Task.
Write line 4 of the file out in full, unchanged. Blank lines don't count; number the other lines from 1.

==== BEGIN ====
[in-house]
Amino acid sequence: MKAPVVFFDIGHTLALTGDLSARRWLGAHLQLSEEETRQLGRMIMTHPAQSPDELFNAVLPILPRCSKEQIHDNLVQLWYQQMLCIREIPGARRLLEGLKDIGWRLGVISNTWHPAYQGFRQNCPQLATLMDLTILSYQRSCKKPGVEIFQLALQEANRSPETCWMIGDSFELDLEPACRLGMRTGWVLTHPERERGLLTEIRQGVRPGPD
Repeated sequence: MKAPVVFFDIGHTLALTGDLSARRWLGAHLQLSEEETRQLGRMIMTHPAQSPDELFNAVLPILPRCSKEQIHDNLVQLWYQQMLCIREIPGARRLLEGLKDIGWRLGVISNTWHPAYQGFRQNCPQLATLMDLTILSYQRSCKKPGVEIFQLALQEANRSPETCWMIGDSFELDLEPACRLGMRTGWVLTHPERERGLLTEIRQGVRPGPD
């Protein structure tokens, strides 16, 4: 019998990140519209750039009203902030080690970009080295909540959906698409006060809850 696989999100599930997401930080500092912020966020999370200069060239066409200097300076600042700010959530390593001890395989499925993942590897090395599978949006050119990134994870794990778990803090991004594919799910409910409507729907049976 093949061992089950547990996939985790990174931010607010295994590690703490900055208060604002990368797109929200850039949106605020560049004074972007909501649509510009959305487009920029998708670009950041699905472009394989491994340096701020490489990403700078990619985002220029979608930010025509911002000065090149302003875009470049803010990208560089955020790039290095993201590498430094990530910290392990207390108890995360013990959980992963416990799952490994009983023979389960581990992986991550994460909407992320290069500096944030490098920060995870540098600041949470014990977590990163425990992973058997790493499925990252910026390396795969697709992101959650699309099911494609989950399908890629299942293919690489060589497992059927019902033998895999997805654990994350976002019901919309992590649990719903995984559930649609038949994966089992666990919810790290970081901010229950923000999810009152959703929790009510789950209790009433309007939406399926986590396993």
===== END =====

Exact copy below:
């Protein structure tokens, strides 16, 4: 019998990140519209750039009203902030080690970009080295909540959906698409006060809850 696989999100599930997401930080500092912020966020999370200069060239066409200097300076600042700010959530390593001890395989499925993942590897090395599978949006050119990134994870794990778990803090991004594919799910409910409507729907049976 093949061992089950547990996939985790990174931010607010295994590690703490900055208060604002990368797109929200850039949106605020560049004074972007909501649509510009959305487009920029998708670009950041699905472009394989491994340096701020490489990403700078990619985002220029979608930010025509911002000065090149302003875009470049803010990208560089955020790039290095993201590498430094990530910290392990207390108890995360013990959980992963416990799952490994009983023979389960581990992986991550994460909407992320290069500096944030490098920060995870540098600041949470014990977590990163425990992973058997790493499925990252910026390396795969697709992101959650699309099911494609989950399908890629299942293919690489060589497992059927019902033998895999997805654990994350976002019901919309992590649990719903995984559930649609038949994966089992666990919810790290970081901010229950923000999810009152959703929790009510789950209790009433309007939406399926986590396993």